I'm going to be a jackass about math one last time.  Let's assume for no good reason that the formic homeworld is about the same size as Earth.  Earth has a surface area of 510 million square kilometres.  Ten thousand ships in flight means each ship needs to cover about 51,000 square klicks  from a human ship reaching the surface.  Half that if they knew what direction the humans would come from and they've only covered that hemisphere of the planet, of course.  So, assuming a hex grid, each formic ship is, what, 120 klicks apart by land?  (I'm not adjusting distance for altitude of flight, but if they're flying above the atmosphere, it's obviously a much greater distance between ships.)  That's not going to give us the kind of incredibly tight swarm Card describes, so do we assume that means the formic homeworld is tiny?  If it isn't, then I'm less convinced that this is as hard a shot to pull off as they imply.  They have eighty ships; the formics need to prevent every single one of them from entering the atmosphere.  If we're looking at the planet from a distance like this but it's minutes away rather than days, all of the ships involved are obviously moving at ridiculous speeds, far beyond anything we 21st century humans have ever achieved, so if our only goal is to reach the planet (and both Bean and the formics see that it must be so), I feel like the formics are at a bigger disadvantage here than we think.  It's exactly the problem Bean described before: if they spread their fleet away from the surface (to keep humans from getting anywhere near firing range) they need exponentially more ships to create a thick enough field to ensure no one slips through.  How quickly can their ships change direction in space?  Can they get from the north pole to the southern hemisphere as quickly as humans can get from hovering out in space to the south pole?  What are our acceleration/deceleration parameters here?

A kindlier blogger would just say that, since Bean sees this as a hopeless fight, obviously the parameters are such that the formic defence swarm is indeed an impassable blockade, but you and I both know I ran out of kindliness long ago.

I'm mostly thinking that this whole fight could be adequately side-stepped if the human fleet contained 79 normal fighters and a single fighter with good cloaking technology to slip down to the south pole and shiv the planet.  Why don't we have that?  Why don't we have ten thousand drones whose sole purpose is to project a small Ecstatic Field and make it look like we have a fleet just as big as theirs, since it's canon that you can't see through shields?  Do they have a moon?  Have we considered busting that and just letting tidal forces obliterate their civilisation?  Have we considered using our sweet stolen gravity technology to give them a moon?  Is no one worried that they might have split off, you know, five hundred of their endless swarm of ships on a mission of vengeance against Earth weeks ago when they found out we had a planet-buster weapon and we were coming for them?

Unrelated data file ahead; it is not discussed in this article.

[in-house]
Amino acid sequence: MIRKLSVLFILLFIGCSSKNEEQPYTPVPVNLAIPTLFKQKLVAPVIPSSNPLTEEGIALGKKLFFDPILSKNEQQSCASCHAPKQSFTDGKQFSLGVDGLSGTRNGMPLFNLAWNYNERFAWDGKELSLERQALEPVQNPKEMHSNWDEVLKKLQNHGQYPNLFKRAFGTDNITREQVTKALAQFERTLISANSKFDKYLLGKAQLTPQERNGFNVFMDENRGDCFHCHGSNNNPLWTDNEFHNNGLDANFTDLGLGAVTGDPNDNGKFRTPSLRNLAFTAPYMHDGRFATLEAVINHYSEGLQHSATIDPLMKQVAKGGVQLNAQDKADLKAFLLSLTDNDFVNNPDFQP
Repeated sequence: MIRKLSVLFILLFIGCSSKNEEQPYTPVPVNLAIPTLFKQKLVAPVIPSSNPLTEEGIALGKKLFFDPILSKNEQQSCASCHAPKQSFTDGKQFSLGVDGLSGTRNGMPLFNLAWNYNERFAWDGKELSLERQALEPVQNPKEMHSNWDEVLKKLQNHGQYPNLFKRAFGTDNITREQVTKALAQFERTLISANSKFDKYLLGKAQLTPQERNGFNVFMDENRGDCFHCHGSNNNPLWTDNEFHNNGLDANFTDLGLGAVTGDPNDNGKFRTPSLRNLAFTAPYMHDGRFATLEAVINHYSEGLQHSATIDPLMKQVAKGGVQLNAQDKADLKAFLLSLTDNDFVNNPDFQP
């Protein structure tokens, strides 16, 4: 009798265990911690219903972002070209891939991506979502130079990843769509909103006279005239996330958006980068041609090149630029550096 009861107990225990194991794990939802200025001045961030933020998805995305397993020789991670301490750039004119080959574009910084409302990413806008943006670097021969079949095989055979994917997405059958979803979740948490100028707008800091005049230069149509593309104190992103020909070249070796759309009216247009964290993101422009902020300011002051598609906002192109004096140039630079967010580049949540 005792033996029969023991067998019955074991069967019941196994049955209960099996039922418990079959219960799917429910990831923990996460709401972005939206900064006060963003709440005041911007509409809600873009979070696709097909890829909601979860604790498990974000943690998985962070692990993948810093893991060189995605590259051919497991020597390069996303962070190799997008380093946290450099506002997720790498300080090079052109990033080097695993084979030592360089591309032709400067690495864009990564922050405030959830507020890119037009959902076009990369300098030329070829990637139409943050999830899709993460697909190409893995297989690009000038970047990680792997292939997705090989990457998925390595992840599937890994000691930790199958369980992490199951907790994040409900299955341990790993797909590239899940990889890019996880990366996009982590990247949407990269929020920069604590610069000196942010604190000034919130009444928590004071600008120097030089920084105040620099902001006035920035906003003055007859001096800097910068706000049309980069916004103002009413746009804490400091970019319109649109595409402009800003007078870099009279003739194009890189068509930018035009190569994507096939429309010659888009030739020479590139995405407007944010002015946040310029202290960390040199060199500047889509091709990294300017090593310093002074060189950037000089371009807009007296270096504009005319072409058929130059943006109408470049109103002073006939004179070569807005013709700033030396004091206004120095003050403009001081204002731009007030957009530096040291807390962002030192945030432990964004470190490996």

Where we were?

Ender stares in silence at all of this for a full minute before a blinking button lights up on Bean's console, which he knows will put him in command if he touches it.  Bean determines the teachers think that Ender has frozen up, while Bean knows Ender has just reached the same hopeless conclusion Bean has, and because he thinks it's a game, he's going to quit.  Bean agrees, and has nothing in mind except bitter irony when he says "Remember [...] the enemy's gate is down".

I'm fuzzy on why it's necessary that they "dodge here and there through the ever-shifting formations of the enemy swarms" and "every third or fourth move takes us closer and closer to the planet".  It's a straight line, the distances involved make the idea of a 'thick' swarm ridiculous, like flying through an asteroid belt and worrying about collisions.  If you can reach the edge of their swarm and not die, you can probably get to the far side before they can so much as track you.

But the formics don't strike (I'm not even sure if they're shooting), and Bean comes up with a series of hypotheses to explain this: they fear clustering and getting Doctored, they just have too many ships in flight for too few queen minds to effectively coordinate, and they're focused (inexplicably) on blocking the human retreat, because they "have finally, finally learned that we humans value each and every individual human life [....] but they've learned this lesson just in time for it to be hopelessly wrong".  There is much heroic talk about leaping on grenades to save your foxhole comrades, and suicide bombing, collectively and charming summarised as "insane".  Sigh.

Bean concludes that the formics aren't afraid of Dr Device right now because all the human fighters would die with the planet, and wonders whether Ender has somehow learned to empathise with them enough to predict this, but decides it doesn't matter even if it's all luck now, because either way Ender is the one who chose the tactics in this battle and all the others:
It was Ender whose previous victories taught the enemy to think of us as one kind of creature when we are really something quite different. He pretended all this time that humans were rational beings, when we are really the most terrible monsters these poor aliens could ever have conceived of in their nightmares.
For a refreshing break to a realm of more interesting science fiction ideas, allow me to recommend this tumblr compilation of notes on humans from the perspective of aliens.